Initially I thought I could have some fancy blur effects going on, but it turns out that most mobile devices just can’t handle modern blur effects nicely – they have the nasty habit of having lots of pixels and relatively low performance, so I had to think outside the box. That last sentence underpins a lot of my issues here – if I want to make a good looking game, I can’t dedicate too much processing time to fancy effects, even if they do make it look fast. We need a table.

Free:
Camera closer to the ground
Road texture patterns
Increased engine glow
Shaking camera
Low cost:
FOV increase
Speed lines
More roadside/close objects
Costly:
Fancy graphical effects such as motion and radial blur

In our handy table, I jotted down everything I thought of that could give that fast feel. Surprisingly, a lot of the effects that cost the least turned out to be the most effective, especially since I can add them together with very little overhead.

Increasing the field of view was my first action, it stretches the edges of vision and it does give a great effect, but turn it up too high and it distorts the view loads. One thing though – we actually need something on the screen to distort! Adding some visual noise around the edge of the tracks and near to the camera increased the visual speed hugely. Things added were buildings close to the track and some edge features, like an embankment and hazard stripes at the edge. The next thing I changed was the road texture. Mario Kart has a vertically-blurred gravel texture for some tracks that I tried to emulate, which looked good but it didn’t feel fast. By adding horizontal lines to the track, we’re creating loads of reference points for the player to see zoom past. Interestingly, if we slightly change how far apart these lines are, we also change how the player perceives their speed, despite it not really changing – shows how much is about perception. I’m not sure how to use this new found super power to impact the track designs yet, I’m sure I’ll think of something!

Position of the camera was also pretty important, in two ways. First, I used it to maximise the above effects; placing the camera nearer to the ground makes the track’s horizontal lines go by really fast and draws the player in to the screen. As an added bonus, the more of the screen I can cover with track the better, since it’s so fast to render! The second way I used the camera position was by moving it depending on the player’s speed. Increasing the field of view slightly and moving the camera away from the player’s car when boosting makes it seem really fast, far moreso than the actual speed boost gained. I feel that having the temporary moments of boost speed looking different helps separate “cruise speed” from “shit that’s fast” speed, in the same way pacing would work in non-racing games.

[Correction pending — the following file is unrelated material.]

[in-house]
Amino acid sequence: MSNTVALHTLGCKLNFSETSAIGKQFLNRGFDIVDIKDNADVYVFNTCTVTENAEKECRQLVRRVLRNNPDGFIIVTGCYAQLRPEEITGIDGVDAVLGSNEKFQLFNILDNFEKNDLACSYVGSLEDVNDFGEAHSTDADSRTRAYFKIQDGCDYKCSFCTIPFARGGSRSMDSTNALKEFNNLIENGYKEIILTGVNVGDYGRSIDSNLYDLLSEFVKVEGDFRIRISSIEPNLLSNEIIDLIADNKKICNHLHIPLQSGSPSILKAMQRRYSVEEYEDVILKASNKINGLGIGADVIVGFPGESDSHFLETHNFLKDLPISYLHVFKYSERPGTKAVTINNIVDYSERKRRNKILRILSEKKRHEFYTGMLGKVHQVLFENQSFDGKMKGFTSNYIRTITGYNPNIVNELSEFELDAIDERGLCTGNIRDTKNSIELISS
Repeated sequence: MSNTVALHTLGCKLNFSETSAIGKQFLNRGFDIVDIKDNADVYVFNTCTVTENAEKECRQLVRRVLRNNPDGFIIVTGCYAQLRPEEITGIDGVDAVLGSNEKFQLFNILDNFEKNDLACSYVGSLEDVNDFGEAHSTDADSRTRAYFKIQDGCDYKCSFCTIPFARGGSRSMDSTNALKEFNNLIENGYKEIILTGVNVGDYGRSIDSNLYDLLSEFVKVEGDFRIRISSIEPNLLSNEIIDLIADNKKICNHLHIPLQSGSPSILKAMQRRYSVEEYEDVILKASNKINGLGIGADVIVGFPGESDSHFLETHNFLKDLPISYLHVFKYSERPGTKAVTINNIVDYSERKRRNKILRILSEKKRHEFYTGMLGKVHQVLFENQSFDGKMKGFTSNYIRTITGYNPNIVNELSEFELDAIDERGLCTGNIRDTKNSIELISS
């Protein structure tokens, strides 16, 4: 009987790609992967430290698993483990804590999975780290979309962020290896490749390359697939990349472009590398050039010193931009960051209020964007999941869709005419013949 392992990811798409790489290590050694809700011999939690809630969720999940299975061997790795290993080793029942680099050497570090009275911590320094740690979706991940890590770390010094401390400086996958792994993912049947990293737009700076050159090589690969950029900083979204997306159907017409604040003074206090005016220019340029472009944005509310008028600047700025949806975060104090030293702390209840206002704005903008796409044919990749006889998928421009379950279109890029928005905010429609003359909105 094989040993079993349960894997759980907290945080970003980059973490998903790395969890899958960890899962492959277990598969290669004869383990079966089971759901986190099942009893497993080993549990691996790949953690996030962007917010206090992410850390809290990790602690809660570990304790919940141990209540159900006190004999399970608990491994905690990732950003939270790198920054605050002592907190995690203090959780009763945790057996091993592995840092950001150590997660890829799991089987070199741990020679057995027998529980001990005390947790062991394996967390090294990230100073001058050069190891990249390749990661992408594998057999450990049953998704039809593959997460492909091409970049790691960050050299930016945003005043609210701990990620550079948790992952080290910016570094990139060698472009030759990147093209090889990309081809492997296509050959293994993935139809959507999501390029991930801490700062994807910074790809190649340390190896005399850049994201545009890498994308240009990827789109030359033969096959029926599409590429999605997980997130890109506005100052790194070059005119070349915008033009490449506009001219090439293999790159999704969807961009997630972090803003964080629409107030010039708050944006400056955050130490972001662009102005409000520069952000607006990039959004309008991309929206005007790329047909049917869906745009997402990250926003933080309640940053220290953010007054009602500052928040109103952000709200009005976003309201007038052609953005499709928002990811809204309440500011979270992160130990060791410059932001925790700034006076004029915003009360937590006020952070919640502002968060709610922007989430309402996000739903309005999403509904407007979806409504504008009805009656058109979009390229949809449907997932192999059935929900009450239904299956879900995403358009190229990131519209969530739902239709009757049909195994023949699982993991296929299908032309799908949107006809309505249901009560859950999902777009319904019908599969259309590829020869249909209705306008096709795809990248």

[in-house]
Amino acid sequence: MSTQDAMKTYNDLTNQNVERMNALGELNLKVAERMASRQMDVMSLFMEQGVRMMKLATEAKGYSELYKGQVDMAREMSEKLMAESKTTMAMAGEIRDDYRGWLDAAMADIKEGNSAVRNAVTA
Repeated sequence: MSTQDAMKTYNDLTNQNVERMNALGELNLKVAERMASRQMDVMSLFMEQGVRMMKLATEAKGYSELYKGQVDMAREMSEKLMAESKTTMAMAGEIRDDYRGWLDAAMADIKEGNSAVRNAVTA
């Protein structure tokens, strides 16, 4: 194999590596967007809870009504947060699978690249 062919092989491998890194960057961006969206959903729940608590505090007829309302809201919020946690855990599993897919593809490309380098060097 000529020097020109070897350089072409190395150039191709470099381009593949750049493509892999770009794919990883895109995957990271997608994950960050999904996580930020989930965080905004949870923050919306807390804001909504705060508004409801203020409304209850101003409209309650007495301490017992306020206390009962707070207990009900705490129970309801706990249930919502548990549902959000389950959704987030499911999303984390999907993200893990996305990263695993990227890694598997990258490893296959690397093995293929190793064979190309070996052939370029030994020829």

My final method for creating the illusion of speed was to add a shadowing effect to everything that was glowing. Basically instead of clearing the old frame completely, it leaves a little there dependent on speed, as seen below, to make an almost-motion-blur effect. It does take a little extra memory, but it’s well worth it. Worth noting is that it only comes in to effect when the player’s going really fast, so it really drives home the point that they’re going above cruising speed.

So that’s what worked for me! I’m also interested in hearing what you’ve tried, or if you have any suggestions, so send me an email or tweet at me!

Mipmapping with ETC1 textures on Android (with a C++ and NDK example)

This post also known as “trade-offs make for long sentences”

When I ported my game engine to Android (and thus GLES 2.0), I switched from using PNG images to using the Ericsson Texture Compression format, ETC1. The advantages were pretty clear: significant speed up, slightly reduced file size, acceptable loss of quality, faster loading speeds and simpler code. Of course, when do we ever get all that without a trade-off? ETC1 doesn’t support alpha channels and, more crucially, OpenGL can’t generate mipmaps for compressed textures. My solution to this was to write a python script which resizes a PNG multiple times and packs the resultant ETC1 data into a single file. You can find the script and code at the end of the article, but I’ll just explain quickly what it’s doing; it’s always best to have a deeper understanding than just “oh, this tool did it for me”.

Here’s how my PNG loading was, and chances are loading from another format or library is pretty similar:

And here’s my mipmapped ETC1 system:

Clearly because the diagram is more green it is much better! Maybe “runtime” is the wrong word, I mean “when the player runs the game on their device” but there’s not enough space for it! What we’re doing is performing the slow scaling before runtime (i.e. before we even create the APK), then the fast bit is done at runtime. Probably my favourite thing about using ETC1 on Android is that OpenGL just accepts raw compressed ETC1 data; we can literally just extract the data into a temporary buffer and upload it to OpenGL for super-fast loading!

Here’s the quick python script I wrote, just install Python and the Python Image Library and run it like so:

python makemipmaps.py image.png

Note that you’ll want it to have access to etc1tool (normally found in android-sdk/tools/). I run it by putting it in the same directory as etc1tool, adding that directory to my path environment variable, then running a batch script wrapper like below.

@ECHO OFF

python “C:\Program Files (x86)\Android\android-sdk\tools\makemipmaps.py” %1

Obviously you’ll need to change the file name as appropriate, but it should let you run the python file from any directory, provided you put it in a directory that is in the path environment variable.

 

So now we have a file with the compressed and mipmapped ETC1 textures in, how do we load them? That’s actually pretty easy but you might need to make a few adjustments to my code. Also of note is that I’m using C++ with the Android NDK, but it should be pretty simple to port it to Java. The code is pretty well commented so it’s probably best if you just check it out! loadETC1.h

Let me know if any part of this didn’t work for you, or if I haven’t explained something very well!

As a follow up, here’s my game with and without mipmapping (click for a larger image)